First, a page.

Coloring the Void

living nomadically

Archive for the category “South Carolina”

Nothing would be finer than to be in Carolina…

Continuing our trek north, we headed into South Carolina. We managed to pass through Atlanta at about 11AM and hit no traffic. I don’t know if we are lucky or have great timing but, in our two passes through Atlanta this year, we passed through without problems. Yeah, some of the drivers are a little nuts, but we are so used to DC driving that Atlanta is a cake walk. So far.

In looking for a campground not too far off the highway but in a pretty area preferably near water, we found South Cove County Park. It is on a little peninsula in Lake Keowee just outside of Seneca, SC. Because it has sites right on the water, it won out over the many other parks in the area.

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The campground from the office

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Our campsite, #33

We did not reserve our campsite ahead of time but on weekends during the spring and summer, it might be advised. If reserving ahead of time, ignore the driveway lengths when making your decision. The sites on the water are pull-throughs but the entrance and exit are shared by the sites in front or behind yours. This can be a tight situation when the campground is busy but it was pretty empty while we were here.

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The site behind us. Our shadow is where the shared entrance/exit is.

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In front of us, from left to right, a hill site, the road, and a site further down the lake.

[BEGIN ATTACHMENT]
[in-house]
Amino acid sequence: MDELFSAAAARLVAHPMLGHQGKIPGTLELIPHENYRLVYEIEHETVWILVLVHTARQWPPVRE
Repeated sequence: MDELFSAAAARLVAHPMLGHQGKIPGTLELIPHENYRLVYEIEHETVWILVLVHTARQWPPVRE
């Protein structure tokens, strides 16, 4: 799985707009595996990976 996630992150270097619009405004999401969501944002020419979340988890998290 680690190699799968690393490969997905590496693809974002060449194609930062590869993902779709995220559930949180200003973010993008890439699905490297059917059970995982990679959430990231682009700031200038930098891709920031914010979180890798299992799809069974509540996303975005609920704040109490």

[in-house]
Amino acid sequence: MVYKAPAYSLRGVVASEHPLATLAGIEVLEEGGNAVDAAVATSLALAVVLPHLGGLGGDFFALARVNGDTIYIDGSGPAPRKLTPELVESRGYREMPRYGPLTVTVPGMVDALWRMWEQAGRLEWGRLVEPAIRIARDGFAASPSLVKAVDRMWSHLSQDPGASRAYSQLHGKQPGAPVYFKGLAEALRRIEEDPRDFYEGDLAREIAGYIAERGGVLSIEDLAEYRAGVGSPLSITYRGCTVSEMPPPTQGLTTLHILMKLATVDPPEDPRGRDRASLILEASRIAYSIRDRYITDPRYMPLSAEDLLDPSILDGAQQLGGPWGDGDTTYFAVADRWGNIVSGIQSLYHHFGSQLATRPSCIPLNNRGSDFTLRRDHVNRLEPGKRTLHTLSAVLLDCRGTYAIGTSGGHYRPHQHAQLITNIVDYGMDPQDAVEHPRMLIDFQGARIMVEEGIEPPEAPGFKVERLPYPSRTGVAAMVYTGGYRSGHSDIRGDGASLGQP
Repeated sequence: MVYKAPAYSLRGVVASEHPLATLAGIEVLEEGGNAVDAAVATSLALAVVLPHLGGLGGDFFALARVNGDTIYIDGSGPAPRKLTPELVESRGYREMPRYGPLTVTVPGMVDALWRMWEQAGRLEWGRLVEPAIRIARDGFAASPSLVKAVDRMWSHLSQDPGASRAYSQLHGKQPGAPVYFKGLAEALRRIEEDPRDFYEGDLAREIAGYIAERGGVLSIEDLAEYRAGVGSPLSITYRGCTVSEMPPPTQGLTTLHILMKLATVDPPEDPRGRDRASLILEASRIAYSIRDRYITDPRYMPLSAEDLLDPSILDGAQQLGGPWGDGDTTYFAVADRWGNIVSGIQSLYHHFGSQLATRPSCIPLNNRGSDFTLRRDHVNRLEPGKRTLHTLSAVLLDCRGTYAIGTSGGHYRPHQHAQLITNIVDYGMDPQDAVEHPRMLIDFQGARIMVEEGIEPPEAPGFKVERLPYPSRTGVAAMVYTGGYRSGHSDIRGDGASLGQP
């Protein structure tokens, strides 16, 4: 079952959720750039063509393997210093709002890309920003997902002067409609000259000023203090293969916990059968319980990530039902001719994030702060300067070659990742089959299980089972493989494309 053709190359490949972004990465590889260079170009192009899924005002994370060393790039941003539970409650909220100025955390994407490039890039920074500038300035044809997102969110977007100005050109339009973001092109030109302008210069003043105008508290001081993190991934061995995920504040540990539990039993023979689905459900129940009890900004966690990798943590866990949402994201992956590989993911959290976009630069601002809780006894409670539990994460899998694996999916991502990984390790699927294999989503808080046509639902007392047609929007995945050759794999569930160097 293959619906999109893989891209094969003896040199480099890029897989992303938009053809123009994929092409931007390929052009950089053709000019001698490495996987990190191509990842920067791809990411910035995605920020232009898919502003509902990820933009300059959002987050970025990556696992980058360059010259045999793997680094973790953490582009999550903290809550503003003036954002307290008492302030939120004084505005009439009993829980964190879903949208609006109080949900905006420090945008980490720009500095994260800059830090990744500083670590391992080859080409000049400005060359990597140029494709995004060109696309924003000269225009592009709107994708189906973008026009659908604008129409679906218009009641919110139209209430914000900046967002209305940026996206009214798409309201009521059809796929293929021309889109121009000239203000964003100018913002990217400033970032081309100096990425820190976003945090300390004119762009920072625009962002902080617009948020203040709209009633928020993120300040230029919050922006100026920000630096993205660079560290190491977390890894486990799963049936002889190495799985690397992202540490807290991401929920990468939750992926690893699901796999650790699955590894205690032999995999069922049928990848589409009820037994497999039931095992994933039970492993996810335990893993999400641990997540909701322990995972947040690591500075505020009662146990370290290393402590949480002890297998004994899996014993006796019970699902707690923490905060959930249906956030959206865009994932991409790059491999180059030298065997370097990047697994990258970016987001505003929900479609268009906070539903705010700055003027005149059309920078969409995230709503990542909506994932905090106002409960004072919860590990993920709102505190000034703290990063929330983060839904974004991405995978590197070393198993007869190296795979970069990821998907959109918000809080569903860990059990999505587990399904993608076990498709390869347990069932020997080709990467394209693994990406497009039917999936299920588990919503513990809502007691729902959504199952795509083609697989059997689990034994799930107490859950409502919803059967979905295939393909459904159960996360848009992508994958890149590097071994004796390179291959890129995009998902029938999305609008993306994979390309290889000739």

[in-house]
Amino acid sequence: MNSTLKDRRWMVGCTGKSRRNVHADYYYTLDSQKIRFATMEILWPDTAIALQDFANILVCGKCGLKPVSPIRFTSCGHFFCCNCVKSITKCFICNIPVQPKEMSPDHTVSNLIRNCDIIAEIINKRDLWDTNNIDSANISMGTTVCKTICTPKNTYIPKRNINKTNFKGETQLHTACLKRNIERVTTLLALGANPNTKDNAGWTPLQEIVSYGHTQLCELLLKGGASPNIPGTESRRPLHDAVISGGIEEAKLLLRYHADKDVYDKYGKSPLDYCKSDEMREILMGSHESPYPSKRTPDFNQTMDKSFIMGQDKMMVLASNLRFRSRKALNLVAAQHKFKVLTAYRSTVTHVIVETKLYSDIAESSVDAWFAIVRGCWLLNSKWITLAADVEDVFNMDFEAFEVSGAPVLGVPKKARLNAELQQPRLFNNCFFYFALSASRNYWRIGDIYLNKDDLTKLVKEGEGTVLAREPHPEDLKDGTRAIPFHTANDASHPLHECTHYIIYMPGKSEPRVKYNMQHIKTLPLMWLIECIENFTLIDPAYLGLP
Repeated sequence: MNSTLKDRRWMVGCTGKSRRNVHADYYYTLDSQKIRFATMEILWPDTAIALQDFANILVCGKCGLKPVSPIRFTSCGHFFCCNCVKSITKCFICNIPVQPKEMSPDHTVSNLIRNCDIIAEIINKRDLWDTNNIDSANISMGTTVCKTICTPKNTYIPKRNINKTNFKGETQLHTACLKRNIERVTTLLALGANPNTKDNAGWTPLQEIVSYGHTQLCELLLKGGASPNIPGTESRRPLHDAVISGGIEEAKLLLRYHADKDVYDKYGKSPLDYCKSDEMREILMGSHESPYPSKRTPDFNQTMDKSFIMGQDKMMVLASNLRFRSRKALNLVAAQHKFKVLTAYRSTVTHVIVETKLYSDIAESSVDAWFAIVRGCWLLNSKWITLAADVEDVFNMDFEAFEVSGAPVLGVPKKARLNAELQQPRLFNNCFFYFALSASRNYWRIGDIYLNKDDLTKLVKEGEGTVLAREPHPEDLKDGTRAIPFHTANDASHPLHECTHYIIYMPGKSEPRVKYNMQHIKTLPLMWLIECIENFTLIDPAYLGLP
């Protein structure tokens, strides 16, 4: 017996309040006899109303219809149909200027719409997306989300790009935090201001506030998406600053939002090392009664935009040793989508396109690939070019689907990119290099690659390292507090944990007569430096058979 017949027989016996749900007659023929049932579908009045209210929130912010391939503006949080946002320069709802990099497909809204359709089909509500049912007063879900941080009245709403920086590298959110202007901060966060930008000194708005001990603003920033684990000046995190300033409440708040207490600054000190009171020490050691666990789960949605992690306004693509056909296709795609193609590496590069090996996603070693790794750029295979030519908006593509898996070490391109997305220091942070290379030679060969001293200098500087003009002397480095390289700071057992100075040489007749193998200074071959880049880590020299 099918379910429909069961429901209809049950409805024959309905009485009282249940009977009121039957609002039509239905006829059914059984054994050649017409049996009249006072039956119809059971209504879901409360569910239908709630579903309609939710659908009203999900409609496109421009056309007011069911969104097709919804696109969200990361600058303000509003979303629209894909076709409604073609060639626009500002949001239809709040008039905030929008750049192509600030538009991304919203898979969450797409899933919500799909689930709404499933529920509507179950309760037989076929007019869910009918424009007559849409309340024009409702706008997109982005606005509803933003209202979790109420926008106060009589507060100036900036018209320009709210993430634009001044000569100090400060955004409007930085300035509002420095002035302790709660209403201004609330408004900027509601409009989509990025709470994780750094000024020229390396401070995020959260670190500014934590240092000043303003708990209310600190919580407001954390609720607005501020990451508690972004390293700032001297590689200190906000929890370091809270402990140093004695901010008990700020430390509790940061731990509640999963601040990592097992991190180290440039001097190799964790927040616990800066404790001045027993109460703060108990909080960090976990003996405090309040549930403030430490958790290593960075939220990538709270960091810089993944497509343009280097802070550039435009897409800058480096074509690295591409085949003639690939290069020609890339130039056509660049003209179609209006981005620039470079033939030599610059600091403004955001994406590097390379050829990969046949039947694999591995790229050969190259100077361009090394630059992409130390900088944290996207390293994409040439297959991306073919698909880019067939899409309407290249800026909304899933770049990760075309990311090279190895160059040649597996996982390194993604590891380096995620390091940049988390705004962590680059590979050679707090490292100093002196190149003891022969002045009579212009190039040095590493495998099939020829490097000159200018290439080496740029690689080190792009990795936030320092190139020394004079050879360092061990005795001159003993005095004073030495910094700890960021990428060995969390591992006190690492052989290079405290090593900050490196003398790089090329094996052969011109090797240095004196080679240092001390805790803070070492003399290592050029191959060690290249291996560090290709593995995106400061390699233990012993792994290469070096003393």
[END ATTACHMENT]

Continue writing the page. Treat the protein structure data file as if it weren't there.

The campground was very quiet though there was the occasional power boat passing by.

We set up and ate lunch then relaxed and caught up on with things on social media (excellent Verizon signal here). About an hour later, we heard the familiar sound of Harley pipes. The bike came back around and stopped in the site in front of us. “We have neighbors – we need to move the jeep.” We had parked it in the empty campsite in front of us. Turns out, it was Bill and Mary Ann. They had seen Mike’s check in on Facebook and happened to be in the neighborhood. We first met Bill in Hunting Island last year through LEO Only and spent a couple of hours catching up.

They knew we liked off-roading and beautiful views so they suggested we head up to Jumping Off Rock where we would get a little bit of both. They were right – the place is beautiful, the road is fun but not challenging, and there are no crowds.

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One of the views at Jumping Off Rock.

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Most of the road is easily passable by passenger cars. But a high clearance vehicle will be needed in some parts, including at the beginning.

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A small waterfall along the way

We aren’t sure if our timing was impeccable or if we were lucky or if there was some sort of rules change but a gate was open that allowed us to get all the way down to the lake on a peninsula.

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If you have a tent, this would be a great place to camp.

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Rope swings at the end of the road.

Lake Jocassee is beautiful and we decided that it is definitely a future kayak trip. This end of the lake is fairly remote and the scenery outstanding. One could probably spend a week on the water and still not see everything.

On our way back to camp, we stopped by Bill and Mary Ann’s house. It is beautiful, set in  hills overlooking the lake – a dream place to retire to. They made one more suggestion: Paesano’s Italian Restaurant.  When someone from New York and/or New Jersey suggests Italian, I’m inclined to believe their recommendation. That suggestion was as good as the first (I love local knowledge!); the food and service were excellent and I’m still thinking about the tiramisu.

We returned to camp and Mike made friends with the local ducks while I got caught up on blog posts. By the end of our second night here, he had them practically eating out of his hands.

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A word of warning about camping here on the lake shore, and probably any other shore: overnight a storm blew in. We knew it was coming but our neighbor didn’t and lost his awning. The lake here is 26 miles long and the wind can build up to a gale over that distance if coming from the right direction.